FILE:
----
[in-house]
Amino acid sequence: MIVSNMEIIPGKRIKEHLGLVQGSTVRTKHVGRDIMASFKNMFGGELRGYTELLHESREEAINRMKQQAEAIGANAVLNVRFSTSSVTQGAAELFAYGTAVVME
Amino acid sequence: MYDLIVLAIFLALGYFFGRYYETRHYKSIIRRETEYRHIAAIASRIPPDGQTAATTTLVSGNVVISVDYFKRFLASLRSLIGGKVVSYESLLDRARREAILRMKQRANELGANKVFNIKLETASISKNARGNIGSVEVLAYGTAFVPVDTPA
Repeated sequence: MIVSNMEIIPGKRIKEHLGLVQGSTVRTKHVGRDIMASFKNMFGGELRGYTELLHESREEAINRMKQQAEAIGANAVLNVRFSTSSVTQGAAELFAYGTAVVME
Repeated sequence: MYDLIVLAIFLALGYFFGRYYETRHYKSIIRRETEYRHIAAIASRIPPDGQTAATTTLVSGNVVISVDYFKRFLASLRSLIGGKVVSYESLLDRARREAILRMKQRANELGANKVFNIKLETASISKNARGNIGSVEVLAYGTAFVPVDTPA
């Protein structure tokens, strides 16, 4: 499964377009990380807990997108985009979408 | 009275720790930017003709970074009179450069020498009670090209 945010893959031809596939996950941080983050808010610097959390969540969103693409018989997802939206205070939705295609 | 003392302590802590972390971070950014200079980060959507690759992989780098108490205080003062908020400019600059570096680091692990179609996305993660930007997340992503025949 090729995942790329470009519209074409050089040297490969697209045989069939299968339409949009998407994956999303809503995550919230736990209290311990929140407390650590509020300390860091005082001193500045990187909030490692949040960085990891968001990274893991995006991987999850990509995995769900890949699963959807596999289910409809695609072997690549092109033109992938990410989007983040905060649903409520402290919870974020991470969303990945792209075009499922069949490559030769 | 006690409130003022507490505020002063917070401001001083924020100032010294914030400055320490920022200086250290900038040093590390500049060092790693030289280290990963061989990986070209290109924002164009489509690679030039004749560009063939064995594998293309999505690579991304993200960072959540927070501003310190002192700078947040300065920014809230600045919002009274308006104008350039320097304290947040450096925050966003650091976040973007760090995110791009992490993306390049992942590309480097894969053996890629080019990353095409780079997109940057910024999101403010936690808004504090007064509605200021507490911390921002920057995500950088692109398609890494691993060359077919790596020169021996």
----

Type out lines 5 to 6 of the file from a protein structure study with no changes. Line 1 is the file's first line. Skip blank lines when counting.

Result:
Repeated sequence: MYDLIVLAIFLALGYFFGRYYETRHYKSIIRRETEYRHIAAIASRIPPDGQTAATTTLVSGNVVISVDYFKRFLASLRSLIGGKVVSYESLLDRARREAILRMKQRANELGANKVFNIKLETASISKNARGNIGSVEVLAYGTAFVPVDTPA
């Protein structure tokens, strides 16, 4: 499964377009990380807990997108985009979408 | 009275720790930017003709970074009179450069020498009670090209 945010893959031809596939996950941080983050808010610097959390969540969103693409018989997802939206205070939705295609 | 003392302590802590972390971070950014200079980060959507690759992989780098108490205080003062908020400019600059570096680091692990179609996305993660930007997340992503025949 090729995942790329470009519209074409050089040297490969697209045989069939299968339409949009998407994956999303809503995550919230736990209290311990929140407390650590509020300390860091005082001193500045990187909030490692949040960085990891968001990274893991995006991987999850990509995995769900890949699963959807596999289910409809695609072997690549092109033109992938990410989007983040905060649903409520402290919870974020991470969303990945792209075009499922069949490559030769 | 006690409130003022507490505020002063917070401001001083924020100032010294914030400055320490920022200086250290900038040093590390500049060092790693030289280290990963061989990986070209290109924002164009489509690679030039004749560009063939064995594998293309999505690579991304993200960072959540927070501003310190002192700078947040300065920014809230600045919002009274308006104008350039320097304290947040450096925050966003650091976040973007760090995110791009992490993306390049992942590309480097894969053996890629080019990353095409780079997109940057910024999101403010936690808004504090007064509605200021507490911390921002920057995500950088692109398609890494691993060359077919790596020169021996």